Chunking refers to an approach for making more efficient use of short-term memory by grouping information. Chunking breaks up long strings of information into units or chunks. The resulting chunks are easier to commit to memory than a longer uninterrupted string of information.
Good chunking facilitates comprehension and retrieval of information.
Chunking is a strategy used to reduce the cognitive load as the learner processes information. The learner groups content into small manageable units making the information easier to process. Essentially, chunking helps in the learning process by breaking long strings of information into bit size chunks that are easier to remember.
There are several steps to the chunking process. The number of steps you use will depend on the type information you are chunking.
- Break larger amounts of information into smaller units
- Identify similarities or patterns
- Organize the information
- Group information into manageable units
Chunking is used most commonly to organize or classify large amounts of information, even when there are no obvious patterns. Occurrences of chunking as a memory device can be seen in the way information is grouped in our daily life.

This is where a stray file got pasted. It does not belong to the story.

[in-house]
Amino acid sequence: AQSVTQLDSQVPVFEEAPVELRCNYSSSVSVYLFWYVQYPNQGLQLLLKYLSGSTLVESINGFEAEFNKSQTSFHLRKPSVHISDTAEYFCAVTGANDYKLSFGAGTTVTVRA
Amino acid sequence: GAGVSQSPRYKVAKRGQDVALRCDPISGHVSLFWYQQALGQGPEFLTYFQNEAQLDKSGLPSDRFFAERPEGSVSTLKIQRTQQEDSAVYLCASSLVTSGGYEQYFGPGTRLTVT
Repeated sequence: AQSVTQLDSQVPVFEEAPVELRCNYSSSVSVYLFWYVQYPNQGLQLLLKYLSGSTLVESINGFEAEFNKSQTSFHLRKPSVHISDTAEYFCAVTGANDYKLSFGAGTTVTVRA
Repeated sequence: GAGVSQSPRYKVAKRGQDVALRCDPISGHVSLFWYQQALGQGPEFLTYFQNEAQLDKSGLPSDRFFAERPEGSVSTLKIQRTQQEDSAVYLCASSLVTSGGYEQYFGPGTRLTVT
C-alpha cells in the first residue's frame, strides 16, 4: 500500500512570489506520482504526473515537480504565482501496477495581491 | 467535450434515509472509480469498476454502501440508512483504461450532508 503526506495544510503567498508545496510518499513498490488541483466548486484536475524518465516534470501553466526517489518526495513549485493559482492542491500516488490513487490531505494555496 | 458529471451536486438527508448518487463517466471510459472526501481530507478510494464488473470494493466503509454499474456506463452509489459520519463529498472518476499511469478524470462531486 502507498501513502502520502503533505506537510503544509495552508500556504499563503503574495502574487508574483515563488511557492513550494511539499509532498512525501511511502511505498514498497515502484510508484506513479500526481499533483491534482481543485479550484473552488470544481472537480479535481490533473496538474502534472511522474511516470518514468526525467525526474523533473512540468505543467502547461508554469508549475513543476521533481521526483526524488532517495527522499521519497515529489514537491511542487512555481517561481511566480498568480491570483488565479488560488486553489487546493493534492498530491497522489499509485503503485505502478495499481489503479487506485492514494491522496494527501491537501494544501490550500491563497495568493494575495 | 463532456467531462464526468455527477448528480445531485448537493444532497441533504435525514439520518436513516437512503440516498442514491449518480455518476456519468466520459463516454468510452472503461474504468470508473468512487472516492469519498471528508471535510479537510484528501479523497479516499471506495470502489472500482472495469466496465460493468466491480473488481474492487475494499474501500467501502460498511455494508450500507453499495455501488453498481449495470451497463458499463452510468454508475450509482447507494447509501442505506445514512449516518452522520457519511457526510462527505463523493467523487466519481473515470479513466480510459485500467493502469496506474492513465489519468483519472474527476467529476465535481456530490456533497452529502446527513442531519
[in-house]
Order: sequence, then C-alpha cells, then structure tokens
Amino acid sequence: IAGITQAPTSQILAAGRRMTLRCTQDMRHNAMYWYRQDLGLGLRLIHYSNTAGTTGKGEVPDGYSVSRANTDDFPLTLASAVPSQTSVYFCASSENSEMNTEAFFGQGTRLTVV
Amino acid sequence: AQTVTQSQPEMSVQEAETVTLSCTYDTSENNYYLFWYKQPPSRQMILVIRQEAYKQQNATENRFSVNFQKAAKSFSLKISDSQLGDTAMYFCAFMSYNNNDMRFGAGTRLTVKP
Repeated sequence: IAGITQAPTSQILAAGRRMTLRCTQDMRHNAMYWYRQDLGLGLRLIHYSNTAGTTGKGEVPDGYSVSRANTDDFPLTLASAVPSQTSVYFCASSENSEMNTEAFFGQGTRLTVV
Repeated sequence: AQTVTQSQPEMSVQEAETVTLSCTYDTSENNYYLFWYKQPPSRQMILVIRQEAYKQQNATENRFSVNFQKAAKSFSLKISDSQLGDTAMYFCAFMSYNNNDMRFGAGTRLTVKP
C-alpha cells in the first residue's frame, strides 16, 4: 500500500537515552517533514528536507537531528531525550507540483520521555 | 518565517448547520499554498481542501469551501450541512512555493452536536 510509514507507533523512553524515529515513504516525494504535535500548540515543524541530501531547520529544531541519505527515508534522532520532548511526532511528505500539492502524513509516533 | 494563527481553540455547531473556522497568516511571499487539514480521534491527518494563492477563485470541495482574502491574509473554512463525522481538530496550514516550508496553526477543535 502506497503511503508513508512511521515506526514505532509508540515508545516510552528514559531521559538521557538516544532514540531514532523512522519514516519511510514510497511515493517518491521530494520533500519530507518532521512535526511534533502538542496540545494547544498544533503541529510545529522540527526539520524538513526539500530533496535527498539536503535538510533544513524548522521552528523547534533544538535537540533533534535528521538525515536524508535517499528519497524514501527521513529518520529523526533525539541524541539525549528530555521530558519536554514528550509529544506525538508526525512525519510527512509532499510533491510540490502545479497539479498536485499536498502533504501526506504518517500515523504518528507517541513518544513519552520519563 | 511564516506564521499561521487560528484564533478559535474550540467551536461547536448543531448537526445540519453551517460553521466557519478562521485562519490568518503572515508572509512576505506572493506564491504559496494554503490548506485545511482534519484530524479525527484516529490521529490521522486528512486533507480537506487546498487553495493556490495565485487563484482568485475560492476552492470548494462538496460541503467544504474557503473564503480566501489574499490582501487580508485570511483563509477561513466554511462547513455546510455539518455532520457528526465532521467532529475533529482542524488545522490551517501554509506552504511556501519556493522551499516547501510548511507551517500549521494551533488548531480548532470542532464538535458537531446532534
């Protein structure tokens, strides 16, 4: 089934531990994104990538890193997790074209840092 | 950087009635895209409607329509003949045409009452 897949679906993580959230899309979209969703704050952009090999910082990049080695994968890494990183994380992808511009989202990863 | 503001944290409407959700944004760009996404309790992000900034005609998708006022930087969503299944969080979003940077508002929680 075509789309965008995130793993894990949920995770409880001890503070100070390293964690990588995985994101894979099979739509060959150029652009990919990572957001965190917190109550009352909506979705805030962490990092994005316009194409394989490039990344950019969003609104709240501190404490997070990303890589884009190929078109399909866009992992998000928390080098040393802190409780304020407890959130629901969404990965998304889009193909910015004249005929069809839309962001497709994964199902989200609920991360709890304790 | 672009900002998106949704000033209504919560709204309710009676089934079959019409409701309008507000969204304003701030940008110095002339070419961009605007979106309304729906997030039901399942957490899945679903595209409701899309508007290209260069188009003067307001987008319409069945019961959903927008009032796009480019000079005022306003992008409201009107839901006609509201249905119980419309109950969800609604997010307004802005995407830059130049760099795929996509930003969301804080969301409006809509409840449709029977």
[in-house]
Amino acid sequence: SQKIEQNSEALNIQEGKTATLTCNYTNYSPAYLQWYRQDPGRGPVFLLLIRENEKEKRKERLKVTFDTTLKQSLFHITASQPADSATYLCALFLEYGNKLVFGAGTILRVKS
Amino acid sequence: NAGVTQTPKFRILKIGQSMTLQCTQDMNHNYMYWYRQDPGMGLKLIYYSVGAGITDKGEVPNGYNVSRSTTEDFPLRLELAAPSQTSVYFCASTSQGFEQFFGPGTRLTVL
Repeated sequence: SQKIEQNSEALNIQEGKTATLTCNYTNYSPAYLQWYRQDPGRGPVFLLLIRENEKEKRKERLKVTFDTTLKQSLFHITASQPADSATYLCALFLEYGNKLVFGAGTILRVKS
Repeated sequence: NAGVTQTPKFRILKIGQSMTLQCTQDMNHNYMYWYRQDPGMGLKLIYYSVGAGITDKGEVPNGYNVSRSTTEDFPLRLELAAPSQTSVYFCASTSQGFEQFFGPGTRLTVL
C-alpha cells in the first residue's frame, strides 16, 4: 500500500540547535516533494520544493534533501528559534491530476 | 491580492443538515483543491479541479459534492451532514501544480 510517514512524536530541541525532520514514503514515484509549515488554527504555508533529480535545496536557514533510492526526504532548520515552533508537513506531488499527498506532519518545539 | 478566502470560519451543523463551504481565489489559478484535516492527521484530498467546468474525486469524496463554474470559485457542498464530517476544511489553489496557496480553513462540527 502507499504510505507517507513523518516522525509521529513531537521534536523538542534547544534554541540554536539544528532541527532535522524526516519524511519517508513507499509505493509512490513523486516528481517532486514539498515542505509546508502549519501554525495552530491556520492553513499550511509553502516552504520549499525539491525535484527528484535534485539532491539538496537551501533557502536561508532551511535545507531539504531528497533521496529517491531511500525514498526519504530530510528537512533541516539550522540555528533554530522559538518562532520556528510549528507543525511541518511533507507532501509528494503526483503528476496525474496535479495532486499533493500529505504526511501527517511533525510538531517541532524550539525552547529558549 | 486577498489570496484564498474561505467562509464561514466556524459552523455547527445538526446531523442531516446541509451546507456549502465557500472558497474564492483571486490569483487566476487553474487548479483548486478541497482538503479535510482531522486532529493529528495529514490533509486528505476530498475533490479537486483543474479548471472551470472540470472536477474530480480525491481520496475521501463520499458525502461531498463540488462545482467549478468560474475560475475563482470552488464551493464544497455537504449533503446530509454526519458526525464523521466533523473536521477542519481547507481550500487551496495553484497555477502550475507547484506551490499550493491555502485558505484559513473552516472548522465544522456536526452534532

The breaking down of seemingly random numbers into chunks makes the number easier to remember.
- Phone numbers are not typically seen or remembered as a long string of numbers like 8605554589, but rather 860-555-4589.
- Birthdates are typically not recalled by 11261995, but rather 11/26/1995.
Letters can also be broken down into chunks helping to remember easier.
“XLETHIPSOXWHYMIX” is difficult to remember as a long string of letters, however if the letters are grouped or chunked, remembering them is easier. The breaking down of the letters into more “logical” chunks also makes it easier to remember.
X LET HIP SOX WHY MIX
Chunking can also work for lists. For example, a shopping list can be segmented into categories.
Chunking can also work for processes. For example, painting a room may be divided into three groups;